Yes, ABAdog® does not provide advice on all behavioural issues as some are likely to be caused by problems that require a veterinarian to diagnose - they can provided a true mechanistic diagnosis (e.g. separation anxiety - including an understanding of the mechanism behind the behavioural syndrome). However, all common behavioural conditions are included in ABAdog as phenotypic diagnoses (simply a description of the behaviour, no diagnosis of the underlying mechanism). ABAdog does not advise on the following behavioural conditions:

  • Protective aggression where the dog is protecting other dogs or animals
  • Medical causes of behavioural conditions: however it will suggest when medical causes may be possible and recommend an appropriate veterinary check-up
  • Dominance aggression: while very unlikely and rare, this type of aggression could theoretically occur and will never be diagnosed by ABAdog. If you believe that your dog may have dominance aggression then it is still recommended that you perform the assessment. Alternative explanations for the behaviours you believe to be due to dominance will be offered. The treatment options given will still be relevant in the unlikely event that your dog did have dominance aggression. Dominance aggression is extremely over diagnosed by laypeople and professionals alike.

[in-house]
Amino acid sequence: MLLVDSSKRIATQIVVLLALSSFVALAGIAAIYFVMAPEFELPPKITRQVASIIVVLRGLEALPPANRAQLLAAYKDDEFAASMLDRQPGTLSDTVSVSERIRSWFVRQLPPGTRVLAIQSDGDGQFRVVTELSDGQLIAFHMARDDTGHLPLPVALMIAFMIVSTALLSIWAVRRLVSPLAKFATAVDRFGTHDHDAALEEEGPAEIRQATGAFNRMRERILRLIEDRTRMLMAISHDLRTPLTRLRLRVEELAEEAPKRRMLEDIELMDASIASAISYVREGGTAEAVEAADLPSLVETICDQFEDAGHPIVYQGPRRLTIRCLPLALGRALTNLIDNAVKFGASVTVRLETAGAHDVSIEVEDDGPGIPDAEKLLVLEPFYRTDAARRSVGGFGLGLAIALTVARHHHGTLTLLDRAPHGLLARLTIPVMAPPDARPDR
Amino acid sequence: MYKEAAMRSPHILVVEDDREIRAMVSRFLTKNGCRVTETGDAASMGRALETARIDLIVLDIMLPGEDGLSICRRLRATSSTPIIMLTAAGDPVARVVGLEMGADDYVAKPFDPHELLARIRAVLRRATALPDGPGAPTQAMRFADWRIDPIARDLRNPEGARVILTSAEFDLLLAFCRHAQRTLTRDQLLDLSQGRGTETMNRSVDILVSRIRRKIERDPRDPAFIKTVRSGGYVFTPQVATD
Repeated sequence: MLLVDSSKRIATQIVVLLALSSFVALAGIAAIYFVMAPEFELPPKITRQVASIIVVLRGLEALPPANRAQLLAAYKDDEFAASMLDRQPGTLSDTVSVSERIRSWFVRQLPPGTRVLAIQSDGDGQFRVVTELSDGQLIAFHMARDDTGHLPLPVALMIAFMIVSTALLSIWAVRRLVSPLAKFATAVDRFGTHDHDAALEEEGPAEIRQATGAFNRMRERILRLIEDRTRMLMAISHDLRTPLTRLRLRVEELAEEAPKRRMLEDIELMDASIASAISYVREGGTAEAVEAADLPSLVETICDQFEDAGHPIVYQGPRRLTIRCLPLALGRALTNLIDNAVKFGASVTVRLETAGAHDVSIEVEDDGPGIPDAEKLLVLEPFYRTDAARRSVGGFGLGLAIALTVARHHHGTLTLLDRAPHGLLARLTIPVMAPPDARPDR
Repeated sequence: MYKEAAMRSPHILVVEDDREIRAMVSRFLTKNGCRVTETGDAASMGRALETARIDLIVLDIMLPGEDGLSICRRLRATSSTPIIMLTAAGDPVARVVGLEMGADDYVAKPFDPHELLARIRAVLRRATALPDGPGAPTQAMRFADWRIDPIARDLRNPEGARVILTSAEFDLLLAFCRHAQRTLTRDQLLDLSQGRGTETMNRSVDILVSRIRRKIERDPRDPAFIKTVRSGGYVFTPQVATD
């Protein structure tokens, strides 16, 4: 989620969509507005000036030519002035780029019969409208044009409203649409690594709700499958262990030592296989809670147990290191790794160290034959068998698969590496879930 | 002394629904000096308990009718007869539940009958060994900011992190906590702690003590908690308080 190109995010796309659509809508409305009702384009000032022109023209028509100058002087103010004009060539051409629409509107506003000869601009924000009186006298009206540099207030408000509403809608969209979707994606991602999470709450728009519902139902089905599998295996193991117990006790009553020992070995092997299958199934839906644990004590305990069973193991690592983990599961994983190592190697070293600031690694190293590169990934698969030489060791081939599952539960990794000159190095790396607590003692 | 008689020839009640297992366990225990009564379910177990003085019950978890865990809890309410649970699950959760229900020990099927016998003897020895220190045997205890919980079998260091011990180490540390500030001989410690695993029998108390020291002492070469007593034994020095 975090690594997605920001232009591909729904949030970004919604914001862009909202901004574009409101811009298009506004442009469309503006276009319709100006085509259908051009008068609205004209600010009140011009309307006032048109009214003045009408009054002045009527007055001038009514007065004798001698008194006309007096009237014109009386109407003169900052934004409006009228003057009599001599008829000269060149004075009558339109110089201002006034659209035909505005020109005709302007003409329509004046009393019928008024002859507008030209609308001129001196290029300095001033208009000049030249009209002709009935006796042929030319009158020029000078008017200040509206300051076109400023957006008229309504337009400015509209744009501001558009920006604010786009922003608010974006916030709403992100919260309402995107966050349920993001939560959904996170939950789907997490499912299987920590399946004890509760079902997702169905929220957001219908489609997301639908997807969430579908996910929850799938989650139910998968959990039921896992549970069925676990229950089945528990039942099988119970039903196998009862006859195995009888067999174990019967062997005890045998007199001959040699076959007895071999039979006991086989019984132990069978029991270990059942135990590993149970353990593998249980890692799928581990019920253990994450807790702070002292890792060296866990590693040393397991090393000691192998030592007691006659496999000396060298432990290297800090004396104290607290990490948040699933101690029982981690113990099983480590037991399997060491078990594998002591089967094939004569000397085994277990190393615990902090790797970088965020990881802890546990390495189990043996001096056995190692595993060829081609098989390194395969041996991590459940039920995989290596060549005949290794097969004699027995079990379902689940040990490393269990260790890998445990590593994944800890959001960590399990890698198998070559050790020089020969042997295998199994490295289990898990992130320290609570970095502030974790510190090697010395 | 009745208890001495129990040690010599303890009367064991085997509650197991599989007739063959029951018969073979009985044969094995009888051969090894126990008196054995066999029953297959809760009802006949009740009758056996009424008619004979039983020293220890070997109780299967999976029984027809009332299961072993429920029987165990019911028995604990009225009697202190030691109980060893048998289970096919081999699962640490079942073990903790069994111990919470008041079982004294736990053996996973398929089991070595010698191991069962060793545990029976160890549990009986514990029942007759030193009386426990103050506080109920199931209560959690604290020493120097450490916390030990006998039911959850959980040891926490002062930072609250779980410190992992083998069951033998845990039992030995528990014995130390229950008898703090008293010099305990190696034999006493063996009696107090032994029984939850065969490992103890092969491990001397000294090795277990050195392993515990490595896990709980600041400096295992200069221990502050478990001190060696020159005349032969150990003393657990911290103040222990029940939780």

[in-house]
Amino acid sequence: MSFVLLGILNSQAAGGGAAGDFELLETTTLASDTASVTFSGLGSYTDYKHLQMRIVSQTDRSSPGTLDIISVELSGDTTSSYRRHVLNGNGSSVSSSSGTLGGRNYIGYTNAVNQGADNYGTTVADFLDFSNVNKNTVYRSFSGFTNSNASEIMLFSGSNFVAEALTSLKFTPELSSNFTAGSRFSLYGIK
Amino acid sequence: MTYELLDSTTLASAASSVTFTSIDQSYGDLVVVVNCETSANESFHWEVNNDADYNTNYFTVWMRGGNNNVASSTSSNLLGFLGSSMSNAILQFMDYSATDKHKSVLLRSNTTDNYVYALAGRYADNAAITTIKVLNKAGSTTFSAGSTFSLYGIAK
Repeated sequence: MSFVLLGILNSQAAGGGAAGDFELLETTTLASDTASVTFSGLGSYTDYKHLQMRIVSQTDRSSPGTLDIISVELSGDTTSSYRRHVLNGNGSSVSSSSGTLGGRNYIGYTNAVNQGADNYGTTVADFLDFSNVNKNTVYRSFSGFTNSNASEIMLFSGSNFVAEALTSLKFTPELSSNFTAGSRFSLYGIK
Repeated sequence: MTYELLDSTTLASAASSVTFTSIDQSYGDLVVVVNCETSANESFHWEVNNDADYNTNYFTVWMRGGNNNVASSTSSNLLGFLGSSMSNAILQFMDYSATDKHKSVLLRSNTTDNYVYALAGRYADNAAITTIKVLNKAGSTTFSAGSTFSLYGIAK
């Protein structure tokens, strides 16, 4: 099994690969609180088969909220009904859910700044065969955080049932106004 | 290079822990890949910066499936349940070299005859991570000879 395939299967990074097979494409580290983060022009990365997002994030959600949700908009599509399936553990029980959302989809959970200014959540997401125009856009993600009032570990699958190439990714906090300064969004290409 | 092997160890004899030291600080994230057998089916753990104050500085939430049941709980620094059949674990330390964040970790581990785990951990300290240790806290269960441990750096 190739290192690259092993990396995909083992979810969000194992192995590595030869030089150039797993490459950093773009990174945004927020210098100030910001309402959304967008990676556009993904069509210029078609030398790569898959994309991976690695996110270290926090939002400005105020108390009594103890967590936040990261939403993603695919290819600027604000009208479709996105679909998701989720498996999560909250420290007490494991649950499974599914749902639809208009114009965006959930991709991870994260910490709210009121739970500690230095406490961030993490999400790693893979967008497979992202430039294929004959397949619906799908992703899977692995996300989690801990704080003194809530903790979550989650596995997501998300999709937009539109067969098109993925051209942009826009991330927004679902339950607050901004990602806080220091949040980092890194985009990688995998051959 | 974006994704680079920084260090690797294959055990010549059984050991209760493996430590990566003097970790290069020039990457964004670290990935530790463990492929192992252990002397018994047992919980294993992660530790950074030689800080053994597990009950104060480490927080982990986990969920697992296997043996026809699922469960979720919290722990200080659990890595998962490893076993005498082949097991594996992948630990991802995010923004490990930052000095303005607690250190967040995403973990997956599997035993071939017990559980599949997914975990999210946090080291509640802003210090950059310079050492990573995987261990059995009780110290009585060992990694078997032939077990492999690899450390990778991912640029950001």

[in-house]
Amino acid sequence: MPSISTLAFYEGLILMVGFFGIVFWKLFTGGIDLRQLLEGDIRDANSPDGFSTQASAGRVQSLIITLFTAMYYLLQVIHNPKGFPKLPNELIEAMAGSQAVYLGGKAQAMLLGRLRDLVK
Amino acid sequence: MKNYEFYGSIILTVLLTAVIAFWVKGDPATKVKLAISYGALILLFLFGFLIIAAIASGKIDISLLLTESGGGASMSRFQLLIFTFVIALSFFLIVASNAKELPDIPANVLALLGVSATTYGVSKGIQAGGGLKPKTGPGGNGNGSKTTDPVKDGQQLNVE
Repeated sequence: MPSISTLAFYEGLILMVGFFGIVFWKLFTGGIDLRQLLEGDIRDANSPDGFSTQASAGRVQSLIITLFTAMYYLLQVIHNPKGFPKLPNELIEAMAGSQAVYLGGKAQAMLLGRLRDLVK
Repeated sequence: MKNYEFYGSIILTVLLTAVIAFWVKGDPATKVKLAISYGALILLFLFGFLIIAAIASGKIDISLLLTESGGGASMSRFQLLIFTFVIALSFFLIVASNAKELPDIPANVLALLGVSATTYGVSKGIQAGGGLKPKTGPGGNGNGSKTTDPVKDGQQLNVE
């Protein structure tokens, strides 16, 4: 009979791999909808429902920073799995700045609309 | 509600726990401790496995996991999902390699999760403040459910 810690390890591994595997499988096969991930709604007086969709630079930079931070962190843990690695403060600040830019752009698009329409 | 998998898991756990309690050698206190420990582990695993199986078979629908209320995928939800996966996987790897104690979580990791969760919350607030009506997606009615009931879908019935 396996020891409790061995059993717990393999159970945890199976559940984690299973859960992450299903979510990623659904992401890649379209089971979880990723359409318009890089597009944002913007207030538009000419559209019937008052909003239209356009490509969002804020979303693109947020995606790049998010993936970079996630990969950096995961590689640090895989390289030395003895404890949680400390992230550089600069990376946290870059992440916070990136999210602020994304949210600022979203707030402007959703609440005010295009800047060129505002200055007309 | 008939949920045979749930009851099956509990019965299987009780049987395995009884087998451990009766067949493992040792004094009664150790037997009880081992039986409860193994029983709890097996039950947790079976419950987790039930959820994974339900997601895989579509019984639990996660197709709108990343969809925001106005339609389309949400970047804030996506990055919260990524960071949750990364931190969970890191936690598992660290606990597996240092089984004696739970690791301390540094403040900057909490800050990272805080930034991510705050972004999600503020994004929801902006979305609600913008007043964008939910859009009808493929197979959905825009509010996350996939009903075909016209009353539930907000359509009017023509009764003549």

• Impulse control aggression: Despite not making this particular diagnosis, other diagnoses of aggression will be made that provide useful advice to fix this problem regardless
  • Dangerous dogs: the level of danger that a dog poses to the public cannot be accurately gauged through a questionnaire by the owner of a dog. This includes danger caused by the dog towards other people, animals or destruction of property.
  • Depression
  • Hyperactivity
  • Puppy related behaviour problems (for dogs under 6 months of age)

Some protocols which may be recommended in some situations such as teaching your dog to sit, stay, lie down, crate training or come are not included. For these, you are recommended to seek the help of a professional dog trainer. The complete list of what is included can be found on this link: link_to(features page)